(Closed) No one will take responsibility for editing of photography?!?!

posted 5 years ago in Photos/Videos
Post # 3
3402 posts
Sugar bee
  • Wedding: July 2013

@Vanielle:  Is there any explanation of what “editing” is defined as in your contract?
$700 for 1hr & only “natural” photos? This dude is terrible!

Post # 4
1262 posts
Bumble bee
  • Wedding: October 2014

I feel that you need to be in contact with your hired coordinator about this issue, not the photographer to whom she relayed information. 

Post # 5
8394 posts
Bumble Beekeeper
  • Wedding: August 2012

What does your contract say?

Generally I think editing is more cropping, adjusting color, brightness, etc., not necessarily changing how the person looks.

Post # 9
5966 posts
Bee Keeper
  • Wedding: April 2013

In my opinion, what your asking for is beyond the scope of most event photographers (photo editing usuallly covers things like applying actions and filters to get a certain look, but not indivudaly airbrushing shots – at least not a large number of them – which it sounds like you’re asking for) and a relase to use your photos for personal use is normal.  In any case, the release should have been worked out prior to the event taking place.

Without supporting documentation that idicates you were clear about what you wanted, I don’t think you can hold him responsible for this.  Since you have the skills, why not edit them yourself?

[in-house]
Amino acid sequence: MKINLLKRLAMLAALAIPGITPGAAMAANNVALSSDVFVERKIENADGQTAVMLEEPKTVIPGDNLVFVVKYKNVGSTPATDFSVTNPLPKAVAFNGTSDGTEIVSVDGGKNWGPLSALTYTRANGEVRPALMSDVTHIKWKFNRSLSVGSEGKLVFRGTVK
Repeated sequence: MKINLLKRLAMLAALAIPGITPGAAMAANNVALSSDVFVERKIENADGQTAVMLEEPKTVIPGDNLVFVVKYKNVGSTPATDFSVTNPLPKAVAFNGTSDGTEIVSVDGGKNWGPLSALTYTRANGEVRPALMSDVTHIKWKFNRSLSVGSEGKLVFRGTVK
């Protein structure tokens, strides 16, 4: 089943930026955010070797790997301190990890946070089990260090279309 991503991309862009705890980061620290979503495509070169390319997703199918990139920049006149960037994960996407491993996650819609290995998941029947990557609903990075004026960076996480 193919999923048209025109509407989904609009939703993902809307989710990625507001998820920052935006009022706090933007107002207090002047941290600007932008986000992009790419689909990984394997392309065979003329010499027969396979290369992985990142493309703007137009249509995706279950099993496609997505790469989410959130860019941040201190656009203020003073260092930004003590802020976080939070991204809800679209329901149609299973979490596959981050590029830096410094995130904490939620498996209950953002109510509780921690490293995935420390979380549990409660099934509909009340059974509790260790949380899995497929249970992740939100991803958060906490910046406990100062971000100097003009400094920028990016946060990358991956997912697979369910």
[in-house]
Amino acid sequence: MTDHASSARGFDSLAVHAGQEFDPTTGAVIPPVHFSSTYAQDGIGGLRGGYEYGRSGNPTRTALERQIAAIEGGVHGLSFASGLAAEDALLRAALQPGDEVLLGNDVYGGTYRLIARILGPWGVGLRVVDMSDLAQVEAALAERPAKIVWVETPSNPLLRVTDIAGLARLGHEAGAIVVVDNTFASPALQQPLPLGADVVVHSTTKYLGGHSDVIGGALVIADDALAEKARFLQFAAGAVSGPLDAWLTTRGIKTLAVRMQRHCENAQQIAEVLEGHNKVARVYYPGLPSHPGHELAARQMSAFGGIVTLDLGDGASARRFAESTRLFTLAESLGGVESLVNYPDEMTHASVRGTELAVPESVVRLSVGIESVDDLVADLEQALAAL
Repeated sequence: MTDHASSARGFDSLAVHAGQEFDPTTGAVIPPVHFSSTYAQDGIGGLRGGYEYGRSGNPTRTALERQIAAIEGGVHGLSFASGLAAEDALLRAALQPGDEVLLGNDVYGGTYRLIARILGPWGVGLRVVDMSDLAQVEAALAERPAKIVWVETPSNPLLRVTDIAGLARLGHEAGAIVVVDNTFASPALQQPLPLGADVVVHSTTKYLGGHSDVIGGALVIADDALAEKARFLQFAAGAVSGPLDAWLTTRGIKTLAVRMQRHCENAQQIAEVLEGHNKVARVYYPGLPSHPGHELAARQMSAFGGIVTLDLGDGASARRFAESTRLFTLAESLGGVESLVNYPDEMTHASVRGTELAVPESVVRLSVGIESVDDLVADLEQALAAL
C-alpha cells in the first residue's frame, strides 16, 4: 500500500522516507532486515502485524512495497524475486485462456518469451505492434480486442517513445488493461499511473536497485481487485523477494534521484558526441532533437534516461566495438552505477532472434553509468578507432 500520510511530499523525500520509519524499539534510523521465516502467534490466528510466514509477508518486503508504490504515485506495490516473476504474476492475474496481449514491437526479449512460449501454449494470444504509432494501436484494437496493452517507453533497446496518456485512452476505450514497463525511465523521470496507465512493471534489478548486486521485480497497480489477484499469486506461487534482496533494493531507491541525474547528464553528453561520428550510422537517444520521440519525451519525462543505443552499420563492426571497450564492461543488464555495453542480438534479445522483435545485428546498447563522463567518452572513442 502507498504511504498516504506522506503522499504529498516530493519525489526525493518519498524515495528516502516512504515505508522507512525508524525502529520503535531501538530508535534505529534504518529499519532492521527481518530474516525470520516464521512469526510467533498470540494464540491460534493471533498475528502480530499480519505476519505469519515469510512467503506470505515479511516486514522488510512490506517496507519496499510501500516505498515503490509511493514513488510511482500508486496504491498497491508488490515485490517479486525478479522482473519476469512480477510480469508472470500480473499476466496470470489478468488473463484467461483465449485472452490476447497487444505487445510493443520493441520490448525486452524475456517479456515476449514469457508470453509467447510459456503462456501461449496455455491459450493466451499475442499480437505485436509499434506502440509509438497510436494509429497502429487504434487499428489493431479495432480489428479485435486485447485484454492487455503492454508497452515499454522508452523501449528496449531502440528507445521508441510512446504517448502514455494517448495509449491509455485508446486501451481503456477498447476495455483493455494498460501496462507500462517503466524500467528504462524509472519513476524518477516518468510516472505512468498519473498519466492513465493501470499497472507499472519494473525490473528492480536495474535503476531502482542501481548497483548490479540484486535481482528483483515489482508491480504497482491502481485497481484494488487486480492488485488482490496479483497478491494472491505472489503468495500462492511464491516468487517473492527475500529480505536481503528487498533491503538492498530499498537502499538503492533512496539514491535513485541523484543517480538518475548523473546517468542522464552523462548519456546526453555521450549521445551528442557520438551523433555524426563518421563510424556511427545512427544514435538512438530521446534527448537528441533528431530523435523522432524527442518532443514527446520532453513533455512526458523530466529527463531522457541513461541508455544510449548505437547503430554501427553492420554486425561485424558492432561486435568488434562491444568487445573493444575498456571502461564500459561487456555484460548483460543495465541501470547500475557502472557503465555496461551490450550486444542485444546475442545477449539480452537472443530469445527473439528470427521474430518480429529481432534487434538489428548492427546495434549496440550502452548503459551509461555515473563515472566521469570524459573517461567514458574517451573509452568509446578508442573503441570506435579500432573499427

Post # 10
219 posts
Helper bee
  • Wedding: January 2013

With my photographer (and in my opinion), full editing means full editing.. want that random person removed? Check. Need that zit removed? Check. Like that persons smile in picture A and want it in picture B? Check. Need tan lines smoothed? Check. 

I can crop/size/adjust color/brightness with ONE click of a button on most software or by watching youtube videos. We hire professionals to edit with skills. Thats why they get the BIG bucks. 

With that said, this sounds like something you need to first take up with your cordinator. Then finish your conversation with the photographer. Ask for a disc of UNEDITED pictures if you have to have them done yourself. At no extra charge. Make sure you get all rights. It might be the best you walk away with in this case, as it sounds like there is no contract. 

Post # 11
11356 posts
Sugar Beekeeper
  • Wedding: May 2009

I encountered a somewhat similar problem. I was stunned to discover that my photographer doesn’t do Photoshop either, and I need a lot of editing work done on my photos, too. He simply sends all of his pictures to a lab, which does editing the way in which (I’ve subsequently learned ) most photographers define editing. I am very grateful that my photographer was kind enough to grant me permission to find someone else to edit my images (the way you and I would define editing — i.e. using software to remove extraneous objects or to correct for imperfections) for me. I hope you’re able to at least secure the rights to pay someone else to edit the images for you or to edit them yourself.

Post # 12
1004 posts
Bumble bee
  • Wedding: May 2013

@Vanielle:  It sounds like A) you were not working with a professional if they did not write out a contract before agreeing to be your photographer, and yes that was a LOT to pay for one hour of just one photographer!


and B) you have some unrealistic expectations of wedding photography.




I am a part-time event photographer, and I have never met a wedding photographer who does very much “touch up” editing (such as removing acne, tan lines, etc.) for every photograph.




Normal “naturalistic” editing for me is color balance, cropping, and maybe some very subtle filters or artistic use of burn/dodge and blurring (very rarely). I always adjust contrast and apply appropriate sharpening to the images. A lot of skill and editing goes into images even without the sort of touch up fixes you desire. And, a lot of skill (should!) go into capturing a great image in the camera, so that minimal photoshopping is needed.